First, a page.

The site of a thriving literary tradition, Washington, DC, has been the home to many of our nation's most acclaimed writers. From the city's founding to the beginnings of modernism, literary luminaries including Walt Whitman, Paul Laurence Dunbar, Alice Dunbar-Nelson, Henry Adams, Langston Hughes, and Zora Neale Hurston have lived and worked at their craft in our nation's capital.
In A Literary Guide to Washington, DC, Kim Roberts offers a guide to the city's rich literary history. Part walking tour, part anthology, A Literary Guide to Washington, DC is organized into five sections, each corresponding to a particularly vibrant period in Washington's literary community. Starting with the city's earliest years, Roberts examines writers such as Hasty-Pudding poet Joel Barlow and "Star-Spangled Banner" lyricist Francis Scott Key before moving on to the Civil War and Reconstruction and touching on the lives of authors such as Charlotte Forten Grimk and James Weldon Johnson. She wraps up her tour with World War I and the Jazz Age, which brought to the city some writers at the forefront of modernism, including the first American to win the Nobel Prize for Literature, Sinclair Lewis. The book's stimulating tours cover downtown, the LeDroit Park and Shaw neighborhoods, Lafayette Square, and the historic U Street district, bringing the history of the city to life in surprising ways.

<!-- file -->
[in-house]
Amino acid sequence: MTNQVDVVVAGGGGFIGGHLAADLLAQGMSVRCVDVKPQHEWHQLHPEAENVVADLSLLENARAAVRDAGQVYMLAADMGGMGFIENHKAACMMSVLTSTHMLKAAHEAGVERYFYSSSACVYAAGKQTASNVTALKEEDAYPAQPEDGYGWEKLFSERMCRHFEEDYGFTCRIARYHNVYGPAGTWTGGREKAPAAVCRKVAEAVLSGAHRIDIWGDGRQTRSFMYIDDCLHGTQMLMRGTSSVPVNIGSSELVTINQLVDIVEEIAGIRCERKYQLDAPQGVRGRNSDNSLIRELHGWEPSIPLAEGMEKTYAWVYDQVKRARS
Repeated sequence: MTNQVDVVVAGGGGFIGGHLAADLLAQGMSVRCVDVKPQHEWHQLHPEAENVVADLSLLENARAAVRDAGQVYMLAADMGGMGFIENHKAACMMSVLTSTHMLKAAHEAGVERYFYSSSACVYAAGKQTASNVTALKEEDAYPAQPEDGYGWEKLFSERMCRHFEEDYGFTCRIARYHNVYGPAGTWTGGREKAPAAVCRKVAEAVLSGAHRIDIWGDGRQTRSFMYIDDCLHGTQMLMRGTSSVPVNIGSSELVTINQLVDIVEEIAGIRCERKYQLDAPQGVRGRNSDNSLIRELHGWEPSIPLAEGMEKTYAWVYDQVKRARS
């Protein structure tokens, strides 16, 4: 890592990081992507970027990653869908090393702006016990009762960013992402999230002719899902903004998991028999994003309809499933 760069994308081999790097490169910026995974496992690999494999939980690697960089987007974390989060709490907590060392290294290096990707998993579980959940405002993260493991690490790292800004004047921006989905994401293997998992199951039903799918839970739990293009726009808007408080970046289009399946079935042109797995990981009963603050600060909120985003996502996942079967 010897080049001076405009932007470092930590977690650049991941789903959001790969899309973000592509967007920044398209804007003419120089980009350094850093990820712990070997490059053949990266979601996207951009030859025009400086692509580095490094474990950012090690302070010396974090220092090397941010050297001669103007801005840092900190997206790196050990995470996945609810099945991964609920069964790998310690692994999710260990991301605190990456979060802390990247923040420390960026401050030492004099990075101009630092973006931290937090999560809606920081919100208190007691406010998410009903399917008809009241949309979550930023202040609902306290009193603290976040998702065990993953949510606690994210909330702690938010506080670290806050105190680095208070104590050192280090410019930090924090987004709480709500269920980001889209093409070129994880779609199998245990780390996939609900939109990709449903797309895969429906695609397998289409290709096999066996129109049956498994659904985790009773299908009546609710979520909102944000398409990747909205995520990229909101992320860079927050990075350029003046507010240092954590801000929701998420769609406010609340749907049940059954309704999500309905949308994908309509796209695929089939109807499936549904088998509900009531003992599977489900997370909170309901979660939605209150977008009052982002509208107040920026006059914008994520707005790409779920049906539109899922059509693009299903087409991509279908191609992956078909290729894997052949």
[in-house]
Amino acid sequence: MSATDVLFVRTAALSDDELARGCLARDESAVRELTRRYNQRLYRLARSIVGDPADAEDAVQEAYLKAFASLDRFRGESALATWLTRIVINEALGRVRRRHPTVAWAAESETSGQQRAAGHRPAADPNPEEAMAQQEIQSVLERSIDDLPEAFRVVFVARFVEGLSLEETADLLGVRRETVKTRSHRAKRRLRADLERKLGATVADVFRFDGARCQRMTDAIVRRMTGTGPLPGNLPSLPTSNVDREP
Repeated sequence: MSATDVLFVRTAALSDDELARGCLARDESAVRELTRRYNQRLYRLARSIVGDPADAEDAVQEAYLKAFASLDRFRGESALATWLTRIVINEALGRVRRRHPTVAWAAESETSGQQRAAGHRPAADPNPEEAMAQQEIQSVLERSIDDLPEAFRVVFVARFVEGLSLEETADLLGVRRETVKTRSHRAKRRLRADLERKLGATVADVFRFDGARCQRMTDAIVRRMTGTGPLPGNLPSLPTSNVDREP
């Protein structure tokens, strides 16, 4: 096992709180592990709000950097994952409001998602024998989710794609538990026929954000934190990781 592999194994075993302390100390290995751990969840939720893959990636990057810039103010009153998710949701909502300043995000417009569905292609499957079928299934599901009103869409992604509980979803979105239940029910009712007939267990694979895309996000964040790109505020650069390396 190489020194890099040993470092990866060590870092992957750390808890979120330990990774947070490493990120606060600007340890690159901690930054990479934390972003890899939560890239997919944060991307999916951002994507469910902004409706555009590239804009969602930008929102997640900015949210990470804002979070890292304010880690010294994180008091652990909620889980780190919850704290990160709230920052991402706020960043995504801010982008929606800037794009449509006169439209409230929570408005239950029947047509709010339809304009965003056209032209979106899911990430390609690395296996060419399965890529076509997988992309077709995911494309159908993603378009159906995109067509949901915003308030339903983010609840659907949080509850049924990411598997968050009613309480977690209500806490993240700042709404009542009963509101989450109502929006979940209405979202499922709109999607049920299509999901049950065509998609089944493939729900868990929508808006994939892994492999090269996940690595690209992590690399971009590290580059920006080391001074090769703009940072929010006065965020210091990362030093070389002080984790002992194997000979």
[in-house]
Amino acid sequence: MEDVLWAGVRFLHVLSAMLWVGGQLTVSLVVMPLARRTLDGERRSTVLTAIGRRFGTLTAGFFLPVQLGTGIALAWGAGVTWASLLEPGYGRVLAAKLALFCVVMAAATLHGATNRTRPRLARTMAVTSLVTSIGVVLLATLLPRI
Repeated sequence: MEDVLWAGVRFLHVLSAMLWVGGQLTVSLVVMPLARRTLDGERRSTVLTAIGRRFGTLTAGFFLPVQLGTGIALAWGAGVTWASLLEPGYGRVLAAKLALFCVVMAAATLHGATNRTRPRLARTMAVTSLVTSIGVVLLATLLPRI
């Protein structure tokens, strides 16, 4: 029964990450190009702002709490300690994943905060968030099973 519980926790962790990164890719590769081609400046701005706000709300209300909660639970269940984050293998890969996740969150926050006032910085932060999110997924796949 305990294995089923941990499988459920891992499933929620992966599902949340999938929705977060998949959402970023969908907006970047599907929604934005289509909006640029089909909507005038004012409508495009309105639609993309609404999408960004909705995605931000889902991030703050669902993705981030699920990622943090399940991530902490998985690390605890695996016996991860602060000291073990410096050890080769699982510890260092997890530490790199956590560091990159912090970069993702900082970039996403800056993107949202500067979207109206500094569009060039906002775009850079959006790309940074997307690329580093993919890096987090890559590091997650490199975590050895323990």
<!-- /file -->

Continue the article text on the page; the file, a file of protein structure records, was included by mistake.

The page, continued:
Written for tourists, literary enthusiasts, amateur historians, and armchair travelers, A Literary Guide to Washington, DC offers a cultural tour of our nation's capital through a literary lens.